Tiny Tornado for 80m

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The closed box.

Many years ago I built a prototype of the famous “Pixie 2”, one of the simplest and smallest CW transceivers ever designed. The main issue is that the TX and RX  frequency is the same, so the opposite station needs to shift which he probably doesn’t know, so it takes quite some patience to get a successful QSO. Once published, lots of improved designs appeared in magazines and on the internet, one of them being the “Tiny Tornado”. Since I had some mint tins left, I decided to build this little wonder. — more →

First experiences with my 30m QRP transceiver

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Final shot of the rig, including labels, key and headphones.

This year I built a very nice 30m QRP transceiver, based on a design by Onno PA2OHH. Meanwhile I have used this rig a couple of times, and did some measurements too. This article tells some of my experiences with this great little box. — more →

Altoids L-tuner

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My Altoids L Tuner

A while ago Tjeerd PA3GNZ donated me some Barkleys mint tins (identical to the famous Altoids tins), which are rather popular by QRP builders to house small homebrew stuff. Two weeks later I found a czech webshop, offering a kit called “Altoids L-tuner”. This kit perfectly fits in such a tin. Since this tuner would be a perfect add-on for my 30m QRP transceiver, I immediately ordered it. — more →

30m QRP transceiver – Part 4

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Inside view of the radio, including all modules built so far.

Since I finished all modules for the receiver part (power, LF, VFO and RX-board), it was getting time to put everything together and place it in a nice case. Onno PA2OHH (designer of this radio) managed to put the complete transceiver in a single Teko 4B case, so I ordered that same box. Actually I already bought it at the beginning of the project, to help me dimensioning the modules. With such limited space, planning the physical layout of the radio (both the front panel and the inside) is very important. — more →

30m QRP transceiver – Part 2

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The finished VFO, just before closing the lid.

Building a stable VFO is challenging. Oscillators tend to drift away due to (very small) temperature fluctuation, or due to small capacitive changes in the direct environment (e.g. the frequency changes when you move your hand towards the oscillator). The VFO used in my 30m QRP transceiver is not different from others, so I had to deal with the same issues. — more →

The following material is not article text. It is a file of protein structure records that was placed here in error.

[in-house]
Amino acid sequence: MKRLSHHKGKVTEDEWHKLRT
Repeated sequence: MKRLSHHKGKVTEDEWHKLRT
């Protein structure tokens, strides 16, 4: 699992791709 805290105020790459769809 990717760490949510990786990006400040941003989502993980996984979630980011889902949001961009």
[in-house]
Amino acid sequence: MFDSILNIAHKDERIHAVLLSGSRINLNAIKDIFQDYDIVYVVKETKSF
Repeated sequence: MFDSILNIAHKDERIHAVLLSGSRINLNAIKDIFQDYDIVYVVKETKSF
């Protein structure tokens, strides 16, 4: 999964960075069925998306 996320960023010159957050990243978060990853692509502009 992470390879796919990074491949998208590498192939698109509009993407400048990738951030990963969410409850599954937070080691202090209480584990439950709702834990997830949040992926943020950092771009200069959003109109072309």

30m QRP transceiver – Part 1

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The first modules of my 30m QRP transceiver.

This summer I want to go walking in the beautiful highlands of Scotland, together with my wife. The mobile phone coverage in this desolate area is none or poor, but hey… I’m a radio amateur! For a daily “sign of life” I need a lightweight transceiver, and 30m (10.100 – 10.150 MHz) seems to be a perfect band for this purpose.

After browsing the web for designs, I stumbled on the website of Onno PA2OHH. Besides lots of other interesting QRP projects, I found his NiceRig 40-30 QRP Transceiver. I immediately fell in love with this design and decided to build this thing.

Building this rig takes quite some time, so I publish this project in different posts, showing you the progress of this project. — more →

Pixie2 QRP transceiver for 80m

Introduction

The smallest QRP transceiver for 80 meters, called “Pixie 2”, is a very nice project to start building your own equipment. Minimum components, maximum fun. The spec’s are poor, but what else might you expect for just a few dollars?

The G QRP Club compiled a nice booklet called The Pixie File, which includes the history of this little transceiver and some variants. — more →

Your first transmitter

my1sttxWith just a few components, you can make your own morse code transmitter. The output is only a few miliwatts, but this is enough to receive on any radio in your home.

In fact, it is only a simple Clapp Oscillator with the output directly driven into a few meters of wire. The transmitting frequency depends on the used crystal. This may be any crystal between 1 and 15 MHz, higher frequencies may perhaps work also, therefore you may lower the 2 capacitors a little bit.

The transmitting frequency is not only the one shown on the crystal, but also “harmonics”: If you have for example a crystal of 3.56 MHz, then it transmits (of course) on 3.56 MHz, but also a bit at 7.12 MHz (2 * 3.56), 10.68 MHz (3 * 3.56), 14.24 MHz (4 * 3.56), etc.

The operating voltage is not critical, a 9 volt battery will do the job.

Components:

  • C1 – 100 picofarad
  • C2 – 100 picofarad
  • R1 – 10 kilo-ohm
  • R2 – 1 kilo-ohm
  • S1 – Morse key or switch
  • T1 – BC547 or any other universal NPN transistor
  • X1 – Any crystal you like between 1-15 MHz